Rasual’s eight-track project is a hypnotizing glimpse into the enigmatic young artist’s mind.
I really enjoy these pieces where I can redirect attention back to a project that came out a few months ago but may not have gotten the attention it deserved. Especially when it’s an up and coming talent as capable as Rasual, a rising act from Los Angeles who is part of the collective LFTFLD. The eight-song project And Then After features production by the multi-talent himself, as well as some big West Coast names like Walt Mansa, Tay, and Nathan Austin.
There’s a strong feeling of introspection and taking a deep look at other artists in the game. Rasual conveys a sense of authenticity, even in feeling a bit lost. He’d rather be his imperfect self than someone else’s idea of who he should be. I appreciate the mellowness of the album as it allows me to really focus in on the various elements.
I’ve spoken many times about how I love music is moving back toward the use of live instruments, and that is very present here. Not only is the Ladera Heights native good at what he does, but he truly acknowledges and appreciates the craft. Especially what live instruments bring to the table and the aura they create.
“For The Love of Hate” is a standout for me. Something about that faint background exclamation of “set yourself free!” just took me to a certain place I can’t describe. I felt like wherever Rasual was and what he was dealing with, I was there too. It’s so vulnerable and transparent. “You gotta do it for the love” is such a simple phrase yet it’s so important these days. We do the things we do for everything else but the most important feeling we should all promote – love.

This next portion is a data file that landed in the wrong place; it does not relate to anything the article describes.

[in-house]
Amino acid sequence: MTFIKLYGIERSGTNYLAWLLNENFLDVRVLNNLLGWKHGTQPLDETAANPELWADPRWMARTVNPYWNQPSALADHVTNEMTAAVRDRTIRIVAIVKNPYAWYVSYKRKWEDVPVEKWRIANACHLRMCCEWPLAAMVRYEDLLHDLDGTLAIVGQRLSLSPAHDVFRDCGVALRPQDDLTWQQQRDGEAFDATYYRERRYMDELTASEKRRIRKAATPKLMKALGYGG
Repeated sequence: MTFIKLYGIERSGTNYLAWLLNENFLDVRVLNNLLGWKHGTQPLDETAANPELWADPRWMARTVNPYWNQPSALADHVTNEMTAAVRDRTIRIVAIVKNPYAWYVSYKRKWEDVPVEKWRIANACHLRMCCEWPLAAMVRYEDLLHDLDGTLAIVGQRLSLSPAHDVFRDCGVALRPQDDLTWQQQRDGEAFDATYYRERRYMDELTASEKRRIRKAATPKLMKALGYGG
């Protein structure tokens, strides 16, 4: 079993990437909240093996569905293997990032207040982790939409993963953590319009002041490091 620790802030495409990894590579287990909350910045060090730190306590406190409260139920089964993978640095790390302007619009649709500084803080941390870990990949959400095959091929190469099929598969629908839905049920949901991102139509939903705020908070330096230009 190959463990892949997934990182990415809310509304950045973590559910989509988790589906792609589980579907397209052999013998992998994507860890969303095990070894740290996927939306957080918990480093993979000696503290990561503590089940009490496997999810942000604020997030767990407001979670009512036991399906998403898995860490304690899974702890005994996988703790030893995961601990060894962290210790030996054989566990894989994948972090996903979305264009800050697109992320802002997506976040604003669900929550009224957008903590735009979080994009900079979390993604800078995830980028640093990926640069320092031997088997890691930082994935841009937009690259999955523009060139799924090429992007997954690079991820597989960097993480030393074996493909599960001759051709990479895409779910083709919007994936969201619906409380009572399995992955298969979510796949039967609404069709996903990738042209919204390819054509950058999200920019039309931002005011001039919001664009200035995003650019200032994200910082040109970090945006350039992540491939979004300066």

Another thing I enjoyed was the beat switches. The aforementioned track, as well as the opener “Residual”, featured a change in pace, adding new elements to his personal narratives and putting his ability to construct songs well on full display. Not every inter-song transition works out well, but these sure did.
Nathan Austin comes from behind the boards and joins Rasual on the vibrant banger “We Up.” There’s something uplifting, no pun intended, about this cut. MnR partner MoThoro steps in for “Hollywood Toetag” a mid-tempo slow rider with beautiful vocals over the hook. “Made Men” is a bit brasher, and that attitude combined with his already exceptional lyricism is a true treat for those like me with egos. “I’m an entrepreneur, I just choose to rap” is a MAJOR flex. Imagine “just choosing” to rap and having this much skill?
“June 3rd” is the cherry on top. You go into albums expecting the closer track to be that in-depth summary, and it certainly fits the bill as his longest song. The barista (my new nickname for talented rappers, get it trending) throughout this entire album is very composed. There’s a clear inspired energy emanating from his vocals and the sounds behind them.
There’s a timeless feel to this music, but I anticipate continued growth for Rasual as he continues working with some big names in the industry. He recently performed at Anderson.Paak‘s 2nd annual .PaakHouse alongside Ty Dolla $ign, SiR, and Thundercat. The way those people work, it’s only a matter of time before Rasual earns a placement. For now, press play on And Then After. You won’t be disappointed.